Morales Says Rich Nations Must Pay

Frank Bajak

LA PAZ, Bolivia (AP) — The world's richest nations must be made to pay for the damage their profligate use of natural resources has caused in Bolivia and other developing countries, President Evo Morales said Friday.

"It's not possible that some in the industrialized world live very well economically while affecting, even destroying others," he told The Associated Press in an interview.

The first indigenous president of this country — whose rapidly melting glaciers scientists count among the most profound signs of global warming — said he and other Latin American leaders were exploring possible legal means for demanding compensation for the developed world's "ecological debt."

"If there is understanding, that would be great. But if not, there will have to be international legal responsibility," said the scrappy coca union leader, who turned 48 a week ago.

In a wide-ranging 70-minute interview in the living room of the presidential residence, Morales said his version of socialism requires state control of all basic services, including telecommunications.

He also reiterated his call for the United States, which he accuses of trying to undermine his government, to pull all of its soldiers out of this Andean nation.

Morales told the AP he was willing to help Colombia reach peace with its main rebel movement, the Revolutionary Armed Forces of Colombia, or FARC, which he said was no longer justified in spilling blood after more than four decades of conflict.

On Bolivia's divisive domestic front, Morales said he ordered troops to withdraw from the main airport in the country's eastern lowlands last month to avoid bloodshed during a standoff over landing revenues. He said he received intelligence that the crowd that took over the airport included armed separatists looking to provoke a fatal confrontation.

Morales, an Aymara Indian whose father was a community leader, also said proudly that this majority indigenous nation will next week become the first to ratify the Sept. 13 declaration by the United Nations endorsing the rights of the world's native peoples.

The United States, Canada, Australia and New Zealand were the only countries to vote against the declaration.

After winning the presidency in December 2005 with 54 percent of the vote, Morales has increased Bolivia's annual natural gas revenues from $300 million to $2 billion a year by exerting greater state control of the industry.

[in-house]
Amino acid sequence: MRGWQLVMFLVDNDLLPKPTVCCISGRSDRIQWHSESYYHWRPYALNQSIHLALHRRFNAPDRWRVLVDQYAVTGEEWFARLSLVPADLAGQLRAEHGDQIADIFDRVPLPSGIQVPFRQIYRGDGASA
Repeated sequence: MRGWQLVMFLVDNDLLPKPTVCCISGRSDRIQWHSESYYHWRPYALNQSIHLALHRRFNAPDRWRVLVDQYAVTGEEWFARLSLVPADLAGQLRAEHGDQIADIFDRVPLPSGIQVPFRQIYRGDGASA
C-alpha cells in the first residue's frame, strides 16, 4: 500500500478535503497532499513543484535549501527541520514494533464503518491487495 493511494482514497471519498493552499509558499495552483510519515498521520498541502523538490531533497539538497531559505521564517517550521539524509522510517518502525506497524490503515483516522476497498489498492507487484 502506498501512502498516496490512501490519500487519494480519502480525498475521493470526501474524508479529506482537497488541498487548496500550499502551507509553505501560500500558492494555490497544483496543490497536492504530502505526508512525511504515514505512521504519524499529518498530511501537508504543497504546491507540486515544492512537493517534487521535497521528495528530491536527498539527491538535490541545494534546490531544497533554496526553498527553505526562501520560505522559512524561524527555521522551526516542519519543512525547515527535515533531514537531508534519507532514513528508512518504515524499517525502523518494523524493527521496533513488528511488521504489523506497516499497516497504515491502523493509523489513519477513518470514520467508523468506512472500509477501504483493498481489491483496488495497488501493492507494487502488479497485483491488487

He has nationalized a tin smelter, most of Bolivia's largest tin mine and the country's railroads, and government officials have suggested they intend to move to nationalize electric utilities.

His government this year completed the re-nationalization of water companies, a demand sparked by widespread popular protests. It is currently negotiating the re-nationalization of the country's main telecommunications company, Entel, which is owned by Telecom Italia SpA.

"It's communication. You want to communicate, right?" Morales said. "It's a basic service. It's a human right."

"Just because you talk on the phone doesn't mean a few people are getting rich," said Morales, seated on a couch wearing fur-lined slippers he said were given to him by fans in a former Soviet republic whose name escaped him.

Morales has allied himself closely with Hugo Chavez, Venezuela's leftist president, and Fidel Castro, Cuba's aging leader.

Asked if his vision of socialism follows the Chavez mold, Morales said the communal structure of Bolivia's indigenous societies and their "way of living in harmony with Mother Earth" set South America's poorest country on a different road.

"This is not the socialism of a leftist. It's the socialism of humanity."

His politics have not endeared him to the United States, which was his nemesis in the late 1980s and 1990s when he led coca-leaf growers in protests against Washington-directed forced eradication campaigns.

Expanding on public remarks last month in which he expressed his desire that all U.S. military personnel leave Bolivia, Morales said he wants all armed foreign troops out.
He said the only Venezuelan soldiers in the country are unarmed pilots who fly him around in loaned helicopters.

"As far as I know, the only armed soldiers I've seen are those from the United States," he said.

The U.S. Embassy would not say how many troops or military contractors it has in the country, but they are believed to not exceed a few dozen.

Blinking from a nap and blowing his nose when the afternoon interview began, Morales was asked how much sleep he gets nightly given his penchant for brutally long work days.

"Less than four hours," he said, though he said he always catnaps during helicopter flights.

"I'd like to get more rest, but you just can't."

Reprinted from AP

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